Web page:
12 11-12 Objective 3: Identify the factors that can reduce investment risk. PORTFOLIO MANAGEMENTAND ASSET ALLOCATION  Asset allocation is the process of spreading your assets among several different types of investments.  Other factors to consider include : –The time factor –Your age

13 11-13 Your Role in the Investment Process Factors to consider when choosing different investments 1.Evaluate Potential Investments 2.Monitor the Value of your investments 3.Keep accurate and current records 4.Other Factors  Seeking help from professionals or investment planners  Tax consequences of your investments

14 11-14 Objective 4: Understand why investors purchase Government Bonds Government Bonds and Debt Securities  Government bonds are written pledge to repay a specified sum of money along with interest  Sold to obtain money to finance the national debt, and the ongoing costs of government.  Three levels of government issue bonds: – Federal. – State. – Local municipalities.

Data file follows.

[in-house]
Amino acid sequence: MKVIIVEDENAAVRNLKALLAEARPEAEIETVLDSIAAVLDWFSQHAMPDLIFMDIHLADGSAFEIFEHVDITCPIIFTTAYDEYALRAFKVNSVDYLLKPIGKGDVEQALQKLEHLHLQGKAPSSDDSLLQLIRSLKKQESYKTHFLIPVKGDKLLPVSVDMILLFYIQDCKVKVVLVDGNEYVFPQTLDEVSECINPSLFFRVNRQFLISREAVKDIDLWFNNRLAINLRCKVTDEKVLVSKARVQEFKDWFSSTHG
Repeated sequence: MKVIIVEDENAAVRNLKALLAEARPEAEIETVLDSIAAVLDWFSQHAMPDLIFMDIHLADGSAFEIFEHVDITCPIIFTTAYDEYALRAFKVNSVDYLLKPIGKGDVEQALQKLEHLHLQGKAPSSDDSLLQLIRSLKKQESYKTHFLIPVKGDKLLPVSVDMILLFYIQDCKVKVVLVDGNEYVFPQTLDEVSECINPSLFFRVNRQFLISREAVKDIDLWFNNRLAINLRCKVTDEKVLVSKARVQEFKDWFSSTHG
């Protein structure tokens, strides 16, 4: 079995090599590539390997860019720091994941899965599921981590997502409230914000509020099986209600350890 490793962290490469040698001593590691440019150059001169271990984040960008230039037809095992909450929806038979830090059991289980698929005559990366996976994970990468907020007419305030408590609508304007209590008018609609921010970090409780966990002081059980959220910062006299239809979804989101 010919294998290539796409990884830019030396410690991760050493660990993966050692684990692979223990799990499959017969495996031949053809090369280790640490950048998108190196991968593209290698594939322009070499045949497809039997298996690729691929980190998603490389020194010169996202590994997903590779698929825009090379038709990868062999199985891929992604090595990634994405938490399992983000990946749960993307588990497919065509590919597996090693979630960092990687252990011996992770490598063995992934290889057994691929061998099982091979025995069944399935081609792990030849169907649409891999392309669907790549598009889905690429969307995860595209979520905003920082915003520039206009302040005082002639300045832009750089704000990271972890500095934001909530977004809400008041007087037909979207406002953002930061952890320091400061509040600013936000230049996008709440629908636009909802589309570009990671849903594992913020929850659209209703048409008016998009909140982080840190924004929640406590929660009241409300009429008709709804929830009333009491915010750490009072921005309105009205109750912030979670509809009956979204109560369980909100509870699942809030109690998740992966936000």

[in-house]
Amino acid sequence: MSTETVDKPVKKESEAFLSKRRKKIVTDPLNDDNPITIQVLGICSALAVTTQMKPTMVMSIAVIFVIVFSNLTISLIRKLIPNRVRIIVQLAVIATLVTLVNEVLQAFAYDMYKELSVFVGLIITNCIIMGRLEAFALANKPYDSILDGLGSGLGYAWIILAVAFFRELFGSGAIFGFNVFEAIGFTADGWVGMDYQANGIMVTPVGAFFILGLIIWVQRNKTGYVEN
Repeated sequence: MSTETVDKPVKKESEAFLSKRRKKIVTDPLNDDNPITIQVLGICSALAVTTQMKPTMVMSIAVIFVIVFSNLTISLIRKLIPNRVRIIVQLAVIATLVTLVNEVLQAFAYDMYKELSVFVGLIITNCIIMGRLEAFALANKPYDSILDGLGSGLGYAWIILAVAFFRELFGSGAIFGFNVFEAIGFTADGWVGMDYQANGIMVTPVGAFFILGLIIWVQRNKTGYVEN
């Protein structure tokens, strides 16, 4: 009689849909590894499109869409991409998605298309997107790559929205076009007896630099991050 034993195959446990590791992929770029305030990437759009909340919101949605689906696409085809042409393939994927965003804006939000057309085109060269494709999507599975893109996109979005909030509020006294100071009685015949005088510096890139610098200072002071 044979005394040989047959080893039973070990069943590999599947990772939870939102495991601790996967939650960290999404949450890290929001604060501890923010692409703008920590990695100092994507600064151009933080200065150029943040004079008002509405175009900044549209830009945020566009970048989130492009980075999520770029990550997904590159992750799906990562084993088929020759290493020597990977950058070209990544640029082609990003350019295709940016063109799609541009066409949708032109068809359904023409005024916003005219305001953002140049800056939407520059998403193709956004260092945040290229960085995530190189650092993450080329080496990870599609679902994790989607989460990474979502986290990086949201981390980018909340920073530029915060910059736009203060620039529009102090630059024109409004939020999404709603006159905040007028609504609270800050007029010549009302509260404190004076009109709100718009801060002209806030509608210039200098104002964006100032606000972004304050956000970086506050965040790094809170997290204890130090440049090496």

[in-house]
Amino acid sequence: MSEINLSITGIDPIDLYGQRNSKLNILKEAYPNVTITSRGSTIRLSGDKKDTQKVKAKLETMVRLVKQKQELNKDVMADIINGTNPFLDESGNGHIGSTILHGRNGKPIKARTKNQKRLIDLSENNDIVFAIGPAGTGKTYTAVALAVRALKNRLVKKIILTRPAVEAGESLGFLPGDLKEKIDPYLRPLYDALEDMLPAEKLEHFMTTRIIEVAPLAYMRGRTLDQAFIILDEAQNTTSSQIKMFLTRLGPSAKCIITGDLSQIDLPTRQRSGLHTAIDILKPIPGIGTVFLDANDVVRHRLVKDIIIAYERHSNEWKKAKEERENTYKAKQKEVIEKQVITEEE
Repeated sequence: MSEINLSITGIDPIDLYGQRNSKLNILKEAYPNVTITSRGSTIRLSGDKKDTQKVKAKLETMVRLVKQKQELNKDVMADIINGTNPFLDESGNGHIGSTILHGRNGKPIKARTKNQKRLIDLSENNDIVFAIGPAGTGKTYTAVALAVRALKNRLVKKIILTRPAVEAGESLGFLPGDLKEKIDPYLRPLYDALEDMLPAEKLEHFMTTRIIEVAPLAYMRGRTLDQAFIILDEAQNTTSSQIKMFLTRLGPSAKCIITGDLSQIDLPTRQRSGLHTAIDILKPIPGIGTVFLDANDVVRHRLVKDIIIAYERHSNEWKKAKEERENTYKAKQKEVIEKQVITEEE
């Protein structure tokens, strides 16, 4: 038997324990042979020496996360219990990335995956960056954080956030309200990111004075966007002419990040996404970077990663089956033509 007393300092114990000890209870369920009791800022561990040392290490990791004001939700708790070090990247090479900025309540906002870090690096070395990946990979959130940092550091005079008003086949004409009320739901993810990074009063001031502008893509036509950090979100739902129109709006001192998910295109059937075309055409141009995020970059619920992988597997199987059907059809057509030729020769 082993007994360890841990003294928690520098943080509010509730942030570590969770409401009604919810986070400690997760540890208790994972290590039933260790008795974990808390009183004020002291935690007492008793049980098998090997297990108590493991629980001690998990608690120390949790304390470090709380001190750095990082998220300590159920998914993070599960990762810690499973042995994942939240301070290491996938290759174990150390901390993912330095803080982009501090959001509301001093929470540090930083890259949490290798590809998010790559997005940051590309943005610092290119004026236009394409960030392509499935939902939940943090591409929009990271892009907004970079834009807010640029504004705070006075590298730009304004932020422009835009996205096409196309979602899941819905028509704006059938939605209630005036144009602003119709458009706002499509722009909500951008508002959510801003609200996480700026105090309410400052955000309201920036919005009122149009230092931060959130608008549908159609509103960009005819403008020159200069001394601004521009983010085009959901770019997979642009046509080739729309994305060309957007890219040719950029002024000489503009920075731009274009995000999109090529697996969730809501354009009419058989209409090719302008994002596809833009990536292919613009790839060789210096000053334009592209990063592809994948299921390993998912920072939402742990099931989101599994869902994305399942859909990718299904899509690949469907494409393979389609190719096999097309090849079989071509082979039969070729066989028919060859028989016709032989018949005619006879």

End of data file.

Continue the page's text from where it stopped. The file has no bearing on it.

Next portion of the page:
15 11-15 U.S. Treasury Bills, Notes and Bonds Treasury Bills (T-Bills).  $1,000 minimum.  4, 13, or 26 weeks to maturity.  Sold at a discount.  Federal but no state tax on interest earned. Treasury Notes.  $1,000 units.  Typical maturities are 2, 3, 5, and 10 years.  Interest paid every six months, at a higher rate than T-bills.  Federal but no state tax on interest earned.

16 11-16 U.S. Treasury Bills, Notes and Bonds Treasury Bonds  Issued in minimum units of $1000  30 year maturity dates  Interest rates higher than the notes and bills  Interest paid every six months Treasury Inflation-protected Securities  Sold in minimum units of $1000  Sold with 5, 10 or 20 year maturities  Principal in TIPS increases with inflation and decreases with deflation  Pays interest twice a year at a fixed rate

17 11-17 Federal Agency Debt Issues  Essentially risk free, and earn slightly higher interest than government securities issued by the treasury department.  Minimum investment may be as high as $25,000  Maturities range from 15 – 30 years.  Average maturity is 15 years.